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Thread: Evans Coolant Update -- 2-yrs running

  1. #1
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    Sep 2003
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    Oceanside, California
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    Evans Coolant Update -- 2-yrs running

    Hello, I have been running the Evans Coolant in my daily drivers for the past 2 years and noticed a build-up of black sludge in the overflow tank. It's thicker than the regular evans.

    I've cleaned it up and will check it again if a few months.

    The car is still cooling at optimum (normal) efficiency.

  2. #2
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    Apr 2002
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    I'd call Evans and ask them about it. Was your motor completely clean before adding the evans, or did you do a conversion with a flush to get out the old coolant?

    I assume you are running the NPG+?

  3. #3
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    Yup, super clean. I built it myself :-) I was going to give Evans a call and run it by them. I guess I should have saved some of the sludge though...

    Yeah, it's NPG+.

  4. #4
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    Quote Originally Posted by MikeKanterakis View Post
    Yup, super clean. I built it myself :-) I was going to give Evans a call and run it by them. I guess I should have saved some of the sludge though...

    Yeah, it's NPG+.
    Did you find anything out from Evans?
    It's only impossible until we do it.


    New to the nest - 1995 SC 5-speed - White exterior, grey leather interior, 99% stock.

    24-year owner - '93 SC AOD (non-locking TC). Same car, same original paint!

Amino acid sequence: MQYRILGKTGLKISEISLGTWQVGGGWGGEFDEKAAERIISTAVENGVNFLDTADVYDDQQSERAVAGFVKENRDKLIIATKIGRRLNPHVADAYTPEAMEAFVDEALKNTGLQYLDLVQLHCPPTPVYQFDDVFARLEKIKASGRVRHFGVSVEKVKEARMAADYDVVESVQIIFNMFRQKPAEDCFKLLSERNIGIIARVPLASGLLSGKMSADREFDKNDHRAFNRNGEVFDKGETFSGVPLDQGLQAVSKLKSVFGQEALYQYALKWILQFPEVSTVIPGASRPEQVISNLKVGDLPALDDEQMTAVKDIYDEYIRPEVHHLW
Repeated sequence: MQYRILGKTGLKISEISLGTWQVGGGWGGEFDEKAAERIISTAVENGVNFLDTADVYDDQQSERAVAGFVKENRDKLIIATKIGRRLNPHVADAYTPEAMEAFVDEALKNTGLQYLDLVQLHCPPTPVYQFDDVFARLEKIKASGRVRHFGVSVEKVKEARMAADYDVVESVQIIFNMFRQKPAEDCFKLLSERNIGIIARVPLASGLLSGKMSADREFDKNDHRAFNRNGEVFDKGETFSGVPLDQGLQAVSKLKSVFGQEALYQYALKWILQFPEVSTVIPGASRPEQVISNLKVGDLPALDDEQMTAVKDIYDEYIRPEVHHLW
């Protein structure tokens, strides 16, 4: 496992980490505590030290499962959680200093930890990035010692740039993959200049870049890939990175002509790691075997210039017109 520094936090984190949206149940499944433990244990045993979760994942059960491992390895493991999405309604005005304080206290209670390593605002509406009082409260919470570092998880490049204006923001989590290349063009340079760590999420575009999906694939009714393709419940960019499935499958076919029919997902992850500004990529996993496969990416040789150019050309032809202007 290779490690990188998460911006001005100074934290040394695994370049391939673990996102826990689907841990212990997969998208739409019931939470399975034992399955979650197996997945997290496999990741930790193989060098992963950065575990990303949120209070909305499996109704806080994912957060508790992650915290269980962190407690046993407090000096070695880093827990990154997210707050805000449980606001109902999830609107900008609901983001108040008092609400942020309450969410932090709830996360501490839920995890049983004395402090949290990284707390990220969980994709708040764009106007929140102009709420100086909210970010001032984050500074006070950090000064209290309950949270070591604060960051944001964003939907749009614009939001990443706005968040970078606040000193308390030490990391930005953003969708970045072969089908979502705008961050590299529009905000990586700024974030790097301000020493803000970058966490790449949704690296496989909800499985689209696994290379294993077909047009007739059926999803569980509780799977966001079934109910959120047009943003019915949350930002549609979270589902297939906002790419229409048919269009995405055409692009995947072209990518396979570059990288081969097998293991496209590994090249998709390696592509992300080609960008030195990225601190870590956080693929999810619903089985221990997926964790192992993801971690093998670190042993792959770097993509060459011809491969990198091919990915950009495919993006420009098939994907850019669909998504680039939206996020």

Current setup: 12.550 @ 111.09, 1.917 60ft, no bottle.

  5. #5
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    Sep 2003
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    unfortunately, no. I let all that sludge wash out and didn't save any.

    I'll probably check again soon and see if there's any more sludge in there. If so, I'll send some into Evans and ask their input. Otherwise, this stuff is the bomb! and I totaly recomend it.

  6. #6
    Join Date
    May 2002
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    NYC
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    My experience is that the Evans darkens with age and when I asked about it that was normal. Contaminants.

    Are you running it low pressure or 0 pressure?
    They don't call me "SLOWPOKE" for nothin!
    http://www.sccoa.com/forums/garage_v...vehicle&id=110
    Quote Originally Posted by ricardoa1 View Post
    I love the filter. Its pimp. paper element and 10Mircron filtration, 12" long cause size matters.

  7. #7
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    Dec 2007
    Location
    Salem OR
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    >noticed a build-up of black sludge in the overflow tank

    Still running a pressurized system, I take it...